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Conscious Consumerism is an Act of Feminism

ˈfe-mə-ˌni-zəm: the theory of political, economic and social equality of the sexes

Definitions of feminism can be varied and personal, not just in terminology but also in how its meaning is both expressed and internalized. I believe it is this characteristic that makes feminism an identity – that turns someone who thinks about feminism into a feminist.

To me, feminism is about access to choice. It is about eliminating the barriers that prevent all people from fully enjoying opportunities in every sphere of life. While this is most often about barriers around gender and sex, these barriers may show up in different ways. Thus, feminists must be cognizant of and active in addressing the interconnected issues faced by members of other marginalized identities. Yes, our society has made lots of progress for women, LGBT+ folks and other marginalized groups, but there is still so much that must still be done. We can’t talk about the connection between conscious consumerism and feminism without talking about gaps like:

  • The number of businesses launched by women of color represent nearly 50% of all women-owned businesses in the US; however, they received only a sliver of the revenues.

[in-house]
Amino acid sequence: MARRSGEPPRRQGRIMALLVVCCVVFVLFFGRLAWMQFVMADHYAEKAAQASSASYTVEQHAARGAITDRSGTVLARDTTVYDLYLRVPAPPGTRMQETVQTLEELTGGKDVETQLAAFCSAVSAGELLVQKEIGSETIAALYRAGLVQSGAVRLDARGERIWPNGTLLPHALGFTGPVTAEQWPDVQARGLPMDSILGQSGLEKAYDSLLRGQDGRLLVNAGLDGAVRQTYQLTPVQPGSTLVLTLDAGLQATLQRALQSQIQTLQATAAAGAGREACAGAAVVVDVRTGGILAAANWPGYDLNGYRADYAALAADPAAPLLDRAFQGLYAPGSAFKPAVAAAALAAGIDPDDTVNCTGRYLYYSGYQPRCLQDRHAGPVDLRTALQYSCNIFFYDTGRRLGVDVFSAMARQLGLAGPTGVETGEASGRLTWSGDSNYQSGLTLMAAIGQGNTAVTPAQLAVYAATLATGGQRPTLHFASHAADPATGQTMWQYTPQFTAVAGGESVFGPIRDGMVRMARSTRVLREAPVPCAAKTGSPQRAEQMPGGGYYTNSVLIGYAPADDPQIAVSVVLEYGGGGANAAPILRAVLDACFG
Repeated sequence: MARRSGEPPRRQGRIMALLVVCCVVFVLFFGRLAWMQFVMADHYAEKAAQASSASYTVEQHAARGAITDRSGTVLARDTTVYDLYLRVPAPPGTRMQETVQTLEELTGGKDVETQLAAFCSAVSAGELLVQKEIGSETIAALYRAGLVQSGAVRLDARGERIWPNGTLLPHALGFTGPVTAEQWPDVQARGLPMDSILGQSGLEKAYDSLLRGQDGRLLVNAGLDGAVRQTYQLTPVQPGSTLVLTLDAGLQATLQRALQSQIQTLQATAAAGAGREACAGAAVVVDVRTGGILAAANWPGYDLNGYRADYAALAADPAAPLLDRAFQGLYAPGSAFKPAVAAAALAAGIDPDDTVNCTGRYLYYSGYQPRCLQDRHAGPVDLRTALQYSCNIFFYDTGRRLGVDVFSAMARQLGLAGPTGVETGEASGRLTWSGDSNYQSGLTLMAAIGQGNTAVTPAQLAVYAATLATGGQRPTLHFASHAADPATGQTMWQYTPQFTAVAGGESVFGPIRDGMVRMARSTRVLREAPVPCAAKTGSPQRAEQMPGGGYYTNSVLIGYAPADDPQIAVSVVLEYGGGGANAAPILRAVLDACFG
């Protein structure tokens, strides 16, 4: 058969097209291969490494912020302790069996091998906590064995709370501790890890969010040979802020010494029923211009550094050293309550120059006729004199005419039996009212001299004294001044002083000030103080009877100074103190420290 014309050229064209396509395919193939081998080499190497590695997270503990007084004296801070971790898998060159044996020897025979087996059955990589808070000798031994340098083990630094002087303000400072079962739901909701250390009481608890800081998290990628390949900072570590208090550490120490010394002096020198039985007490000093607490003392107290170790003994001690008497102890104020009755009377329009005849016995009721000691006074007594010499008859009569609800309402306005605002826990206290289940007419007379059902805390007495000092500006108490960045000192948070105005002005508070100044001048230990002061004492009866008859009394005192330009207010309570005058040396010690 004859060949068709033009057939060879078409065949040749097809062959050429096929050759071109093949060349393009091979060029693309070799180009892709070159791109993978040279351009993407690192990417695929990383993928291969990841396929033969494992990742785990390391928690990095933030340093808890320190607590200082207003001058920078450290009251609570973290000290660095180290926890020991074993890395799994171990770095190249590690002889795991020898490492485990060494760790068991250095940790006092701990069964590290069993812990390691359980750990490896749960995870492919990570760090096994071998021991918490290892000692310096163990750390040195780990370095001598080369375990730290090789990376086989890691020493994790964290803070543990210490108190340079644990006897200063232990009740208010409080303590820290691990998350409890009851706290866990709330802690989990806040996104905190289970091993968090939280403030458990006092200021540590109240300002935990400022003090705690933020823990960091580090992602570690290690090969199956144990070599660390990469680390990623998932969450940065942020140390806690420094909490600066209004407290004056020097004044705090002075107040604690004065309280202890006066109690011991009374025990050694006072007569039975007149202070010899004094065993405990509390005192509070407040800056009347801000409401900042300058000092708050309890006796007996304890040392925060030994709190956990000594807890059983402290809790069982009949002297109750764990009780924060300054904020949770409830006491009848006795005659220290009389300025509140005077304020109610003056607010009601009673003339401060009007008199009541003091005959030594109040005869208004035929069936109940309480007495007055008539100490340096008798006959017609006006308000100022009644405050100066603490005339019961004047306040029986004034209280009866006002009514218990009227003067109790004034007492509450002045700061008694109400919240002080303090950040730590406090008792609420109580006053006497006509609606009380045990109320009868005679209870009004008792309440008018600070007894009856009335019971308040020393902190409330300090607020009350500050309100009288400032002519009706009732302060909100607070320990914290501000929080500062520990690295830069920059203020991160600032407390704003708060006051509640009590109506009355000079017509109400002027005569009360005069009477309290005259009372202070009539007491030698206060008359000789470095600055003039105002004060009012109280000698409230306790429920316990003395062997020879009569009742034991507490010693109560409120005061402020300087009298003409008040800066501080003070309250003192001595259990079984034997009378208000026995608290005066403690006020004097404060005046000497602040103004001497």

• Women still account for small percentages of angel investors and venture capitalists.

  • According to the World Bank, approximately 80% of garment workers are women. This means that when garment producers employ exploitative labor practices or harmful working conditions, women (and potentially their children) bear the brunt of those consequences.

Indeed, this is only the tip of the iceberg. But this is a strong basis for why I interpret conscious consumerism as an act of feminism. While waiting for the industry’s demographics to change may take time, choosing to buy from women-owned businesses and companies that empower women rather than exploit them is something that we can do right now to help create a level playing field. Especially in a world where money is power, choosing to invest in women-owned businesses is a vote for a more equal playing field for all of us.

Interested in supporting women-owned businesses? Check out websites like Dough and The Garment to get connected to brands by and for women.

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by hcody

Hanna is an ethical fashion, lifestyle, and travel educator who is passionate about empowering women changemakers through conscious consumerism. Originally from Minnesota, she moved to NYC in 2016 to work in international development. Along the way, she discovered her passion for ethical and sustainable fashion and subsequently launched the website, Hanie Bananey.

Above all, Hanna believes one thing: that, together, strong women and good brands can change the world.


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